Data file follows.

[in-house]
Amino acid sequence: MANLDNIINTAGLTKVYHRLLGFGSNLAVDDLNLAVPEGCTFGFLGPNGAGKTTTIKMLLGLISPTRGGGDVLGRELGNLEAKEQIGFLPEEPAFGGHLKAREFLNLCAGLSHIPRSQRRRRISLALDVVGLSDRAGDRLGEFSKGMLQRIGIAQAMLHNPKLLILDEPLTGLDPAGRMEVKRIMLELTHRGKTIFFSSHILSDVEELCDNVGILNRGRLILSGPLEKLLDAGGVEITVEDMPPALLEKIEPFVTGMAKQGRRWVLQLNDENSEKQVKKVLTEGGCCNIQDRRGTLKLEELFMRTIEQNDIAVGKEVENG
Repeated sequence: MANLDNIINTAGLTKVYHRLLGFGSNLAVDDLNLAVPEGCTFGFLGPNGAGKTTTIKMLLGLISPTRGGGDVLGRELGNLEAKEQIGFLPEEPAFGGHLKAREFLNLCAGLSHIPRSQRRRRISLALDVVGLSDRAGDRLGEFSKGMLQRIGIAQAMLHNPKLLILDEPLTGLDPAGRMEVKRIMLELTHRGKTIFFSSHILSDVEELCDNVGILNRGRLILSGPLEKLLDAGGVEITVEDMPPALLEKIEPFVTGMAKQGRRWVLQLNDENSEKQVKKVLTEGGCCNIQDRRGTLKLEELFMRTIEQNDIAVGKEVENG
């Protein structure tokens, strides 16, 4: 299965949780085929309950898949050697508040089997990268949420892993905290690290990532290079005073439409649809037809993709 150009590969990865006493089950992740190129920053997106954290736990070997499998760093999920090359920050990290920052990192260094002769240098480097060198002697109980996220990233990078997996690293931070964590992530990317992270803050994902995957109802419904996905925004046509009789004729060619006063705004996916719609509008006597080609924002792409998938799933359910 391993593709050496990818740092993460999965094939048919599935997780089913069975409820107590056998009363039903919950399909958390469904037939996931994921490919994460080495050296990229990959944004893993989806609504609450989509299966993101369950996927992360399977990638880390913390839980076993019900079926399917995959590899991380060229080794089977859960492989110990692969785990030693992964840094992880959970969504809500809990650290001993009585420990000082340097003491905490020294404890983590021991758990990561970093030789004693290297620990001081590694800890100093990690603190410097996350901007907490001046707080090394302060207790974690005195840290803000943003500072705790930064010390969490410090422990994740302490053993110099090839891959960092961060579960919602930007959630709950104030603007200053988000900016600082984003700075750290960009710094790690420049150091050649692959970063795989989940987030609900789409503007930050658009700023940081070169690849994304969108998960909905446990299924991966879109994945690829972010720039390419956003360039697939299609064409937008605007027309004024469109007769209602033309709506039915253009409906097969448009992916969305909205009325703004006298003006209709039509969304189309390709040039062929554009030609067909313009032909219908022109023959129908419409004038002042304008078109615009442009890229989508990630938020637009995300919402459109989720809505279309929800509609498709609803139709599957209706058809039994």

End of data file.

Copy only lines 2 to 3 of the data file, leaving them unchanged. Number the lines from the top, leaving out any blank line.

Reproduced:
Amino acid sequence: MANLDNIINTAGLTKVYHRLLGFGSNLAVDDLNLAVPEGCTFGFLGPNGAGKTTTIKMLLGLISPTRGGGDVLGRELGNLEAKEQIGFLPEEPAFGGHLKAREFLNLCAGLSHIPRSQRRRRISLALDVVGLSDRAGDRLGEFSKGMLQRIGIAQAMLHNPKLLILDEPLTGLDPAGRMEVKRIMLELTHRGKTIFFSSHILSDVEELCDNVGILNRGRLILSGPLEKLLDAGGVEITVEDMPPALLEKIEPFVTGMAKQGRRWVLQLNDENSEKQVKKVLTEGGCCNIQDRRGTLKLEELFMRTIEQNDIAVGKEVENG
Repeated sequence: MANLDNIINTAGLTKVYHRLLGFGSNLAVDDLNLAVPEGCTFGFLGPNGAGKTTTIKMLLGLISPTRGGGDVLGRELGNLEAKEQIGFLPEEPAFGGHLKAREFLNLCAGLSHIPRSQRRRRISLALDVVGLSDRAGDRLGEFSKGMLQRIGIAQAMLHNPKLLILDEPLTGLDPAGRMEVKRIMLELTHRGKTIFFSSHILSDVEELCDNVGILNRGRLILSGPLEKLLDAGGVEITVEDMPPALLEKIEPFVTGMAKQGRRWVLQLNDENSEKQVKKVLTEGGCCNIQDRRGTLKLEELFMRTIEQNDIAVGKEVENG